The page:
• Cincinnatus

    tODD@72:

    I’m quite aware of the source, though I didn’t know RCP was noticeably conservative. I thought it was more or less an aggregator–which comes with its own can of potential biases, but not editorial in nature.

    Anyway, the polls we’re looking at–Quinnipiac, Franking and Marshall, Gallup, Rasmussen, etc.–often skew anywhere from 2 to 11 points in favor of Democrats. The ones on RCP right now are NBC, AP, etc., so I reckon problems with skew are even worse. Rasmussen is probably the least skewed in general–and, surprise, that’s the one that shows them in a dead heat! As I said, this is less conspiratorial in nature than it is hype.

  • http://www.toddstadler.com/ tODD

    Ah, yes, “Unskewed Polls”. A site where a man takes other people’s polls and reweights them according to a single set of data points on voter registration. What could possibly go wrong with that approach?

    Yes, if you want to hear about how Romney is going to win the popular vote by anywhere from +3 to +11 percentage points (that last, highly probable number coming from a Web survey run by the same guy running “UnSkewed Polls” — because how could there be a bias in that?), then head on over to UnSkewedPolls.com.

    And while you’re at it, why not place a friendly, Romney-sized $10,000 bet with me on whether Romney will win the popular vote with greater than 5 percentage points — a highly likely outcome, according to “UnSkewed”? I’ll take “no”, because I could use the money.

    But yes, thank goodness, there is finally a site out there that “unskews” the inherent liberal bias in the polling done by the liberal stalwarts at Fox News.

    Yes, Fox News, as part of the conspiracy, are lying to you when they say that Obama is ahead of Romney by 5 percentage points. Lies! Liberal lies! But hey, when “unskewed”, Romney is now magically ahead by 3 points. And isn’t that good news?

  • http://www.toddstadler.com/ tODD

    Ah, yes, “Unskewed Polls”. A site where a man takes other people’s polls and reweights them according to a single set of data points on voter registration. What could possibly go wrong with that approach?

    Yes, if you want to hear about how Romney is going to win the popular vote by anywhere from +3 to +11 percentage points (that last, highly probable number coming from a Web survey run by the same guy running “UnSkewed Polls” — because how could there be a bias in that?), then head on over to UnSkewedPolls.com.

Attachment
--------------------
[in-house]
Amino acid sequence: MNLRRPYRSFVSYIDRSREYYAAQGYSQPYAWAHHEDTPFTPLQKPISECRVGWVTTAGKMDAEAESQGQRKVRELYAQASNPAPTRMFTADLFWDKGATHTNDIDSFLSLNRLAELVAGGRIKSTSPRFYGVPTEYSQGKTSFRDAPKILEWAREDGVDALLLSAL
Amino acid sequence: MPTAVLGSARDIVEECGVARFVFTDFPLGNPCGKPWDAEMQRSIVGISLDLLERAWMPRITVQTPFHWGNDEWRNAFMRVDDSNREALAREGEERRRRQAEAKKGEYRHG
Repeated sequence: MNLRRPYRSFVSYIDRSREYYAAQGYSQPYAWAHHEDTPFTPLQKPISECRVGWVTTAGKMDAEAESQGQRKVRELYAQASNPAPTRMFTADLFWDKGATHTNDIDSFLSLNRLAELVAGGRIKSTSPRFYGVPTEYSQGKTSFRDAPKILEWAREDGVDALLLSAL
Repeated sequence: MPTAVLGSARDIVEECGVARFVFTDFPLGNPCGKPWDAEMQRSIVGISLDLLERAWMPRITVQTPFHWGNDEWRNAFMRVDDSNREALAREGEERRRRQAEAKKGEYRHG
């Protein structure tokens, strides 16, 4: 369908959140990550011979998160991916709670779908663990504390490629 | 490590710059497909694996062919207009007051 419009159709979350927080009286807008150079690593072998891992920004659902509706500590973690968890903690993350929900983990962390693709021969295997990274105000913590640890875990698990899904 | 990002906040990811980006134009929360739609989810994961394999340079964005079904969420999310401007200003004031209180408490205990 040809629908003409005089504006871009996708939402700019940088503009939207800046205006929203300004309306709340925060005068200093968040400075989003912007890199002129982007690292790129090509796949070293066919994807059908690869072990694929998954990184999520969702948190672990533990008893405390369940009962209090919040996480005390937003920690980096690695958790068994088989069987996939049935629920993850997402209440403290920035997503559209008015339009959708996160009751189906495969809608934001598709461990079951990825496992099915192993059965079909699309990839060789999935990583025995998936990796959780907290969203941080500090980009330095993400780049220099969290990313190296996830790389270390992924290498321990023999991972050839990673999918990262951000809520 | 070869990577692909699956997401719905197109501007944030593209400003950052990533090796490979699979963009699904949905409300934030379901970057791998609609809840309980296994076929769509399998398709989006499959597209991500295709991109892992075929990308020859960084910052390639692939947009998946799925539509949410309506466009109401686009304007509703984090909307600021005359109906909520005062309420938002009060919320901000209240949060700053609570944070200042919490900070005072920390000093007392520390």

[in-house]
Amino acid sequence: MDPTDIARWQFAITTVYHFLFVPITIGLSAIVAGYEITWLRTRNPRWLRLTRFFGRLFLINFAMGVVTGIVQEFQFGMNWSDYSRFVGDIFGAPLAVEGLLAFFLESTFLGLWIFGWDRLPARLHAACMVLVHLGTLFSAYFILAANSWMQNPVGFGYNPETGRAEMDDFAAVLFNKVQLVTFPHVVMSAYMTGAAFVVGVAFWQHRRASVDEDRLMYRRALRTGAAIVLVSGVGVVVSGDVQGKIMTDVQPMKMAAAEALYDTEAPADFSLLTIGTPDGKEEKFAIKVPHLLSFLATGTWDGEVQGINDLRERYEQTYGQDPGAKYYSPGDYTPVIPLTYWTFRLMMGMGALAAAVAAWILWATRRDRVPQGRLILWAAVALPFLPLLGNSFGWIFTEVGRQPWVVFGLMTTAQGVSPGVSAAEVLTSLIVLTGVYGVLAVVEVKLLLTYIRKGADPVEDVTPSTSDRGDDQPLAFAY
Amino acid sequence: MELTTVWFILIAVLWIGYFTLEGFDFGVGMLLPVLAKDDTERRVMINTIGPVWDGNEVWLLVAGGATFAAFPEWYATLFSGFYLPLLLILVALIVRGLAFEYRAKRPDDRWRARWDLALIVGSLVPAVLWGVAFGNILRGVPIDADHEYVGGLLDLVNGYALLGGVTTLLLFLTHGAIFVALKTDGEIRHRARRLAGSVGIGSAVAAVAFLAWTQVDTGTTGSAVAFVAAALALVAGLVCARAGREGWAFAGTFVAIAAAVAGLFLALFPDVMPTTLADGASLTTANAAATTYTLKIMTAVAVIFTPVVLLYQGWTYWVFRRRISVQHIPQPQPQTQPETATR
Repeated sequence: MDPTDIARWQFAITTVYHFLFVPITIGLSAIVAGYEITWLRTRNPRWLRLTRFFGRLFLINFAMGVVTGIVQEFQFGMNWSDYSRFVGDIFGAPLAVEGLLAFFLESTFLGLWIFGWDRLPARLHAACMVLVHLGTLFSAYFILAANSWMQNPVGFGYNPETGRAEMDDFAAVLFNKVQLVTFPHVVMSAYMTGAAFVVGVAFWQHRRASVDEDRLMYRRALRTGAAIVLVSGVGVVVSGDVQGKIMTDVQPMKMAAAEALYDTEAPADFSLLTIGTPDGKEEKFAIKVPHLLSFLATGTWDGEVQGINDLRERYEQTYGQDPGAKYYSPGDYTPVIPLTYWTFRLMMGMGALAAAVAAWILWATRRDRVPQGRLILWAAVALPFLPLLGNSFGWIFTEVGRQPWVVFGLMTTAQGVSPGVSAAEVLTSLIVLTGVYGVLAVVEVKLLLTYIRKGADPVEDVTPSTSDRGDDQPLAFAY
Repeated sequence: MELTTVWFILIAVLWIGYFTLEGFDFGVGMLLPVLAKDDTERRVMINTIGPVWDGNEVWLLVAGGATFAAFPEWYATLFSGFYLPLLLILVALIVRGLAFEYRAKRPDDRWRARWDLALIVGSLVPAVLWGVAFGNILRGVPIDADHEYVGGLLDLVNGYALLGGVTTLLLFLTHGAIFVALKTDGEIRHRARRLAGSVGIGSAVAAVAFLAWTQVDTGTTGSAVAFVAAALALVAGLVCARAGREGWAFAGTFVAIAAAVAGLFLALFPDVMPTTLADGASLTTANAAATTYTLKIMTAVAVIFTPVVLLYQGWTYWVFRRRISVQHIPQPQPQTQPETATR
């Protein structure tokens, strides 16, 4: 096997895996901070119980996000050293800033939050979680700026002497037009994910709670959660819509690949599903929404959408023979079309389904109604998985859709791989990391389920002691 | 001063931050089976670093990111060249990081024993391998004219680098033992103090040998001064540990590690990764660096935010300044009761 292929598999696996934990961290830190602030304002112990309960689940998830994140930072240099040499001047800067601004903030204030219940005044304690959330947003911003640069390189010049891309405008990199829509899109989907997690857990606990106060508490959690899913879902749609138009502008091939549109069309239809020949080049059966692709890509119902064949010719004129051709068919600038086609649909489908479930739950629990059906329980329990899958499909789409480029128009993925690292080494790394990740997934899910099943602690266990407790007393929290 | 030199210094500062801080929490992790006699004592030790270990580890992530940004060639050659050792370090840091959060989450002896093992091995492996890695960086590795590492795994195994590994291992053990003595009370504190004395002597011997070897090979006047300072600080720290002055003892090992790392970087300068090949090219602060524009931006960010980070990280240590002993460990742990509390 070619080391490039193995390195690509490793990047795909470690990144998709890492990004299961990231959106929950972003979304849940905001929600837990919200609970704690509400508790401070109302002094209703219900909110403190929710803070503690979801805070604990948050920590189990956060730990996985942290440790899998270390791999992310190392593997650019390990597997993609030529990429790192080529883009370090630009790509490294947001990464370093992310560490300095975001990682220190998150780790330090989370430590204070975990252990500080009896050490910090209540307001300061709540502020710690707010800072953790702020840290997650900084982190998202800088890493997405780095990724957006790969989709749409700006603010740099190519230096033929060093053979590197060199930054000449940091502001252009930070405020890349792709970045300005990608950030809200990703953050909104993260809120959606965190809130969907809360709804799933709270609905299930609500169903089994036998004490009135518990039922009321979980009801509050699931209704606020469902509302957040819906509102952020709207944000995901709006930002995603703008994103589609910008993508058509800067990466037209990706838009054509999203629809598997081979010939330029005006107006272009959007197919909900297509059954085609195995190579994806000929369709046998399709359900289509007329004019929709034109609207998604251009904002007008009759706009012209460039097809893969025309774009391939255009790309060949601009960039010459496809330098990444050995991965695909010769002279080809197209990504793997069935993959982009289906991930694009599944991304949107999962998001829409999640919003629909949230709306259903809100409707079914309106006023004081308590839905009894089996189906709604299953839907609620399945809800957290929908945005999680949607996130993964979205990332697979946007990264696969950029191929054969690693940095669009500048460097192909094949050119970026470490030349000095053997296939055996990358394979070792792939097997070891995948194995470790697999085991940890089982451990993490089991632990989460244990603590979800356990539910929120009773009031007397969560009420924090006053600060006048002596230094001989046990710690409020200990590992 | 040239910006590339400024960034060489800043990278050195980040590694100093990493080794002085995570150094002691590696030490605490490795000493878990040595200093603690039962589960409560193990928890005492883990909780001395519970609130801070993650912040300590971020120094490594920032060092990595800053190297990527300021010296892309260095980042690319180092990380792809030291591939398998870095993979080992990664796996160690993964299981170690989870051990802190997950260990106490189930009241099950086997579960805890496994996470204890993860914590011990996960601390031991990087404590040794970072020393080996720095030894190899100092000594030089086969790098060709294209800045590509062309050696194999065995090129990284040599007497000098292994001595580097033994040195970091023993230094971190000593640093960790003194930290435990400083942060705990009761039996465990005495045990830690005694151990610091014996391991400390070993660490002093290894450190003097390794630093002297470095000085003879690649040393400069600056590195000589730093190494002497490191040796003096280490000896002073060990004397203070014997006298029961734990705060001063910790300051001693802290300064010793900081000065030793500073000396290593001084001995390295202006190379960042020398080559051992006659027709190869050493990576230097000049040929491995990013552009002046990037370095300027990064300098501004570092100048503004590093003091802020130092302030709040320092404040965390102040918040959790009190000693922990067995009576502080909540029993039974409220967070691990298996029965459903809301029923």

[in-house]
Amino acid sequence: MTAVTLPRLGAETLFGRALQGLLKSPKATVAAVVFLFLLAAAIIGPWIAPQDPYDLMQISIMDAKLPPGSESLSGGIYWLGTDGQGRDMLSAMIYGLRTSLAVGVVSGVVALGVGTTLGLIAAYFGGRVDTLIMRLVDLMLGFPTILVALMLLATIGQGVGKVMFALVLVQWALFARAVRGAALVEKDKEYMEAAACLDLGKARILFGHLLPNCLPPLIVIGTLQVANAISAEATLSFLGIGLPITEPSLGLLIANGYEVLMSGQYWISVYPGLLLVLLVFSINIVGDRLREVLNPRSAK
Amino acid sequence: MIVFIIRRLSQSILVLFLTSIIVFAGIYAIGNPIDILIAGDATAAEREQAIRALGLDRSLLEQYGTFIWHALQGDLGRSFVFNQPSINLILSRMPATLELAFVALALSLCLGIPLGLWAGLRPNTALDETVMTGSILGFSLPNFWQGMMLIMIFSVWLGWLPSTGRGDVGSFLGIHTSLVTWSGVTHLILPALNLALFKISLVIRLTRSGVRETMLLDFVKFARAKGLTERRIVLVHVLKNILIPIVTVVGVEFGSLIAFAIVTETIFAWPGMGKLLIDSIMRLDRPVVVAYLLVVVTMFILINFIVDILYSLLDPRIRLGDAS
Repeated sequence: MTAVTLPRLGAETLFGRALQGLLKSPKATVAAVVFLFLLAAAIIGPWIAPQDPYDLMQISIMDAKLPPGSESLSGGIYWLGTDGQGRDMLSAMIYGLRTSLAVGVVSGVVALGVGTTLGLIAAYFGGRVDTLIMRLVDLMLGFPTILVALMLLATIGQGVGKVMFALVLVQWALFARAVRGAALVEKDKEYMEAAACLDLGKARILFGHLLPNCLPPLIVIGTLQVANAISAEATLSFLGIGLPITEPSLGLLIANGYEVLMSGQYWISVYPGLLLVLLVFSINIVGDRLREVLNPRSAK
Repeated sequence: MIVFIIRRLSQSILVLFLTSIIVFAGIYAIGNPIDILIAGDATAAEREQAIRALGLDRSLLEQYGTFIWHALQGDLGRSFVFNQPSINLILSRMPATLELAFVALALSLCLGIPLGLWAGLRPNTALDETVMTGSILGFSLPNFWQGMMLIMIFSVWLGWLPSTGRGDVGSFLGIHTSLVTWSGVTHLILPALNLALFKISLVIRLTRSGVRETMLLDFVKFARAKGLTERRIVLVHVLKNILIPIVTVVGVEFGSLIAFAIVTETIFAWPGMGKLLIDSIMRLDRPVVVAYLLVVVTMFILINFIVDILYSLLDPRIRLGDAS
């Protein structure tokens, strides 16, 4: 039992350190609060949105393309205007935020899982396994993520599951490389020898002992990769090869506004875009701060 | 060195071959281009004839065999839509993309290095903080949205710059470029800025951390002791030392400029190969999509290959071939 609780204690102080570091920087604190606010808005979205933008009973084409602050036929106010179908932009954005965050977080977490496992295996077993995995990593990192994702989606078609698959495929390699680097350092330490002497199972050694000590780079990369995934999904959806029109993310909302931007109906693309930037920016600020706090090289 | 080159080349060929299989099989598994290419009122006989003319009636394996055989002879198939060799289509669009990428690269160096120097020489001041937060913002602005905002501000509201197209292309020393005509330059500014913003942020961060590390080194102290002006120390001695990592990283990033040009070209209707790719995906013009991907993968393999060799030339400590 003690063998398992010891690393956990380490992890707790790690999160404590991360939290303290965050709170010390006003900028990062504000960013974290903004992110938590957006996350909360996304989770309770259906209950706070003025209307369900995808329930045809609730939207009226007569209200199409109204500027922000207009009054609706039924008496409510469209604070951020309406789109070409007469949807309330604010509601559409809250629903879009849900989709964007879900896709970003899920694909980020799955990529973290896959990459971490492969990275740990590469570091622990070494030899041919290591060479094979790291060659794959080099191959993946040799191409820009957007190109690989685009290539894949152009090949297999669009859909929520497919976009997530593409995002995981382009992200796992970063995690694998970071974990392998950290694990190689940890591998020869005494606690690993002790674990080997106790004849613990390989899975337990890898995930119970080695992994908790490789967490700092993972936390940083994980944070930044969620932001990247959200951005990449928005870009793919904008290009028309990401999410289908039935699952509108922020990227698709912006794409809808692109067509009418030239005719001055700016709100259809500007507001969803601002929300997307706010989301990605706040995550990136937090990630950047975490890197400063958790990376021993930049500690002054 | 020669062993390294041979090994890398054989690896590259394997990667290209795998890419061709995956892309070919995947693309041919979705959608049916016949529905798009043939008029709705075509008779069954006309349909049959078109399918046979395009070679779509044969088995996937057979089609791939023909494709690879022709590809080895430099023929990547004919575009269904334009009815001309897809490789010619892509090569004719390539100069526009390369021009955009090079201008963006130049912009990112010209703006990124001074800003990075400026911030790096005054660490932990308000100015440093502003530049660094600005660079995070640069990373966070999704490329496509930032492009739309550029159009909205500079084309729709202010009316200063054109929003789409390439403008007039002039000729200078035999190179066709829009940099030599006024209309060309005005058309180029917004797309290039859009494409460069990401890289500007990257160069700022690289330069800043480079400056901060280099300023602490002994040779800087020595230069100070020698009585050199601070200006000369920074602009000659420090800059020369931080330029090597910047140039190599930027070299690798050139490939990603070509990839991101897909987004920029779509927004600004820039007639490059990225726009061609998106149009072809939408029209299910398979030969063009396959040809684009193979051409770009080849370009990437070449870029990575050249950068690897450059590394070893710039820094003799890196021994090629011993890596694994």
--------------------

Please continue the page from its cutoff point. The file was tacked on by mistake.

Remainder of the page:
And while you’re at it, why not place a friendly, Romney-sized $10,000 bet with me on whether Romney will win the popular vote with greater than 5 percentage points — a highly likely outcome, according to “UnSkewed”? I’ll take “no”, because I could use the money.

    But yes, thank goodness, there is finally a site out there that “unskews” the inherent liberal bias in the polling done by the liberal stalwarts at Fox News.

    Yes, Fox News, as part of the conspiracy, are lying to you when they say that Obama is ahead of Romney by 5 percentage points. Lies! Liberal lies! But hey, when “unskewed”, Romney is now magically ahead by 3 points. And isn’t that good news?

  • Cincinnatus

    tODD@76:

    Uh, no. In the Rasmussen poll–which is more reliable than, say, the NBC poll–it’s a dead heat. I highly doubt that Romney is 11 points ahead of his opposition. I am almost certain that the race is currently within the polling margin of error, though. So, again, hysteria about polls is inappropriate. That’s my point.

    Look, it’s a fact: a trend in recent polling has been to skew the polls in favor of Democrats by a few points. Again, just a fact. The alleged reason for this–i.e., the one passed off by those who publish skewed polls–is that, especially in swing states, Republican turnout was allegedly inordinately high in 2010 and 2011 (and in the recall elections here in 2012). So they’re trying to make up for that “discrepancy” by tossing a few points in the Democratic direction. In fact, as much was explicitly admitted on the television news here in Wisconsin (a swing state) last night. I’ll leave it up to you to decide whether that tactic is or is not scientifically dubious. But it is what it is.